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The No-Fail Way to Pick The Right Office Plant For You

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The No-Fail Way to Pick The Right Office Plant For You

We were going to add “…and make you want to get up in the morning” to the title, but thought that might be a bit of overkill. So anyway, you want an indoor plant for your office, but you don’t know which one to buy. We get it — it’s a big decision. What if you want something stylish but easy? Or something big but kind of unassuming? Or, hey, something quirky that sits on your cubicle desk and doesn’t require you to fawn over it? Yes, there’s a plant for that.

So, we’ve broken it down for you. Follow these steps to choose the right houseplant for your office, starting with your personality. 

Are you quiet & shy? Use the diagram right below.

Are you loud & proud? Skip to the next diagram!

 

Quiet & Shy houseplant picker

Loud &  Proud houseplant picker

How to Care for your New House(office)plant

Dieffenbachia Camille: This quintessential houseplant features large variegated leaves that, out in the wild, can grow into quite a large plant — but in your office, it’s a desk-topper. Give it regular water (no soggy or dry soil, please), even light, and some general-purpose houseplant fertilizer a few times a year and you’re good to go.

Ficus Ginseng: Also called a “money tree” (perfect for your workspace, right?), Ficus ginseng is a cool bonsai plant that has a larger, bulbous base and dark green leaves. Keep this one away from window drafts, let the soil dry out in between waterings, and prune it as it grows to maintain its shape and size.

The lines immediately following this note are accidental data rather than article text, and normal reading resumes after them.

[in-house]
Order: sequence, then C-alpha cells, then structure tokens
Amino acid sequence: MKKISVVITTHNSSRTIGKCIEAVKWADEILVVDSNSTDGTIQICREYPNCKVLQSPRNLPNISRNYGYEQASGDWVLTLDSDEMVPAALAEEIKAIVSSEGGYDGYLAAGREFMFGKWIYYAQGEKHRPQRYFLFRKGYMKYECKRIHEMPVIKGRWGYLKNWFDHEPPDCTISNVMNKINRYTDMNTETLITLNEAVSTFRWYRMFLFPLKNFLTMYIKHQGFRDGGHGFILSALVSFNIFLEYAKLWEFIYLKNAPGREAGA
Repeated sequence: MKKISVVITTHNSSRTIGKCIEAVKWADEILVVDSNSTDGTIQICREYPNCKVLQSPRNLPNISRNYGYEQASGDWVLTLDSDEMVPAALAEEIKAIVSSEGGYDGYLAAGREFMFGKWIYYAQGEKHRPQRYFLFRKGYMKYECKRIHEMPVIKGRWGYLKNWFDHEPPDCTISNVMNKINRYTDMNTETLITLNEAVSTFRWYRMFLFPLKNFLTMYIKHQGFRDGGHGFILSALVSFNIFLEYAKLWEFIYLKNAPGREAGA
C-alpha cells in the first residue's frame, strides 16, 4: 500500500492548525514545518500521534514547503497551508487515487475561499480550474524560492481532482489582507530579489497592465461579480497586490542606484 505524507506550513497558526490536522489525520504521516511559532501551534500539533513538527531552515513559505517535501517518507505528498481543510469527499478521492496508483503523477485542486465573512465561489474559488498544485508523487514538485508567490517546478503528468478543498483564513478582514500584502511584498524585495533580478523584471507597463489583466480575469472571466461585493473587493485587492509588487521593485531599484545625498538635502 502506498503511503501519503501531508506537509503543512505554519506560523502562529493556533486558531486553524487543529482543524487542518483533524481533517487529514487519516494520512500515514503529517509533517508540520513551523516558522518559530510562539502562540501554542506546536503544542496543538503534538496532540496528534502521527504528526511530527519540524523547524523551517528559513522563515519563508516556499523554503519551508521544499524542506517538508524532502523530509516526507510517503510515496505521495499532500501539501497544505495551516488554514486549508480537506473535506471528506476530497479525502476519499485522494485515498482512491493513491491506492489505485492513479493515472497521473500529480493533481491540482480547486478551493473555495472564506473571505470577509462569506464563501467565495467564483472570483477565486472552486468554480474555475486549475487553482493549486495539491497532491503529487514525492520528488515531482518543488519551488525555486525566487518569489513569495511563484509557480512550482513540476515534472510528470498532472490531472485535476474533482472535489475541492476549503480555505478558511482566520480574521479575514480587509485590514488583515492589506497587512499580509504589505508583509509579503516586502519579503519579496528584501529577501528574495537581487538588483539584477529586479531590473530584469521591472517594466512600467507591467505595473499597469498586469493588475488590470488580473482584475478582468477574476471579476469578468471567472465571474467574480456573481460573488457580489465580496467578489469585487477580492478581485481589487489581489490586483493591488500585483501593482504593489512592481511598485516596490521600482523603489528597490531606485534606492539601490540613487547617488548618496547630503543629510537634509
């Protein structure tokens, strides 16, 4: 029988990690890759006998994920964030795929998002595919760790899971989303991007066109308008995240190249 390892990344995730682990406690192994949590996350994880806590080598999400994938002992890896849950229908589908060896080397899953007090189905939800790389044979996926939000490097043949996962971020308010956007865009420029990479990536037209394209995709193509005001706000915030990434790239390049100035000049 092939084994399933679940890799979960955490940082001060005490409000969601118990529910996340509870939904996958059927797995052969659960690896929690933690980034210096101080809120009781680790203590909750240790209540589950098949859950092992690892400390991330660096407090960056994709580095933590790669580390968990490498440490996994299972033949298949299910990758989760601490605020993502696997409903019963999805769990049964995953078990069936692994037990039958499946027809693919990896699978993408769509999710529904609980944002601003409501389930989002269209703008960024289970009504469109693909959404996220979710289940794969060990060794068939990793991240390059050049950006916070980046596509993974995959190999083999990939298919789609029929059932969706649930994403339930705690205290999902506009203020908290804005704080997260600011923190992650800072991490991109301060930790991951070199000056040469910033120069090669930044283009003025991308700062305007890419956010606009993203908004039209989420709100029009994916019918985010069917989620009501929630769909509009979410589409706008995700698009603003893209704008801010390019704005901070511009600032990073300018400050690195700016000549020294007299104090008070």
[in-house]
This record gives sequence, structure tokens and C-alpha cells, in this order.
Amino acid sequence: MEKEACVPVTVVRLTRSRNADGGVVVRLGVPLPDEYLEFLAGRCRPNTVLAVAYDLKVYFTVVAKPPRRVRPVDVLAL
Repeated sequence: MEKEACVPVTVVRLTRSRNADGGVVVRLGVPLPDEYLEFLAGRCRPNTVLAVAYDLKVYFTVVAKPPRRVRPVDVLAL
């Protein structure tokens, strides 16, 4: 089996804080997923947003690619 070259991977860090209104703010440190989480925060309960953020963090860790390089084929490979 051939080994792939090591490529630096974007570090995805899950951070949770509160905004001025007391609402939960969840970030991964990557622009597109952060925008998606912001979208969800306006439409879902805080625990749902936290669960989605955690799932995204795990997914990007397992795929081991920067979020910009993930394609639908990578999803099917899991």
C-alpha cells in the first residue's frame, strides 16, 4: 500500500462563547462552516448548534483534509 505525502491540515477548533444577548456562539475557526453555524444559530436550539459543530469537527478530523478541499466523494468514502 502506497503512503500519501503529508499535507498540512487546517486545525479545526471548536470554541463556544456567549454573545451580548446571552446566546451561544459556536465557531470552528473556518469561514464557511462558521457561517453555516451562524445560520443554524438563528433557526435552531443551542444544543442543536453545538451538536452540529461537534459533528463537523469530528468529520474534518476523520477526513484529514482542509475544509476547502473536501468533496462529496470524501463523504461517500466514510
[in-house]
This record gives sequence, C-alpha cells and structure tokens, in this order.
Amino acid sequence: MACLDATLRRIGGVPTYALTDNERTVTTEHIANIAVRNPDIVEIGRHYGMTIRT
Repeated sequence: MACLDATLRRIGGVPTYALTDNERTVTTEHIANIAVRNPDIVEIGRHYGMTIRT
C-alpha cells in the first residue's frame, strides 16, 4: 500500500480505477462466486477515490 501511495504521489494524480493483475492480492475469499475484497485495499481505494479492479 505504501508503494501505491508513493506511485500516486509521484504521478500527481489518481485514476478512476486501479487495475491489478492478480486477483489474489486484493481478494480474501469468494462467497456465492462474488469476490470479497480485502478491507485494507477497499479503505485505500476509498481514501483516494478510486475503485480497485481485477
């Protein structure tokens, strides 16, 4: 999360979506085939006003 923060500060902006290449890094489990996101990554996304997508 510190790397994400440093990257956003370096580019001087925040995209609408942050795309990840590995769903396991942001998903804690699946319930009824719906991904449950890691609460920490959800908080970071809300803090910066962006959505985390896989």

Maranta: The trippy striped leaves on this houseplant beg to be noticed, and that’s a good thing, because their beauty makes their slightly fussy ways worth the extra work. Never allow the soil to dry out (but don’t let it sit in water or get water on the leaves), give it bright light but no direct sunlight, and make sure it gets adequate humidity (sit it on top of a shallow dish with pebbles and a bit of water).

Pachira: Okay, this one is also known as a “money tree” (I’ll take it), but unlike Ficus ginseng, this baby can get huge if you want it to. To keep it at a nice little size, just snip off the top stems when it’s at the size you like. It often has an eye-caching braided trunk with lighter green leaves, and loves consistent water, humidity, and even light (no drafty windows).

Peperomia Ripple Emerald: Ripple Emerald has heart-shaped green leaves with an unusual rippled texture, and is ideal for those small spaces underneath fluorescent office lights. This plant dislikes overwatering but does enjoy humidity, so overall, a low-maintenance gem.

Pink Splash Mixed: Also called “polka dot plant,” Pink Splash is definitely not for the shy and retiring types with its highly pigmented and spotted leaves. This wee plant likes regular water (but don’t overwater!), and bright overhead light, and while it’s not particularly long-lived, it’s a definite show-stopper.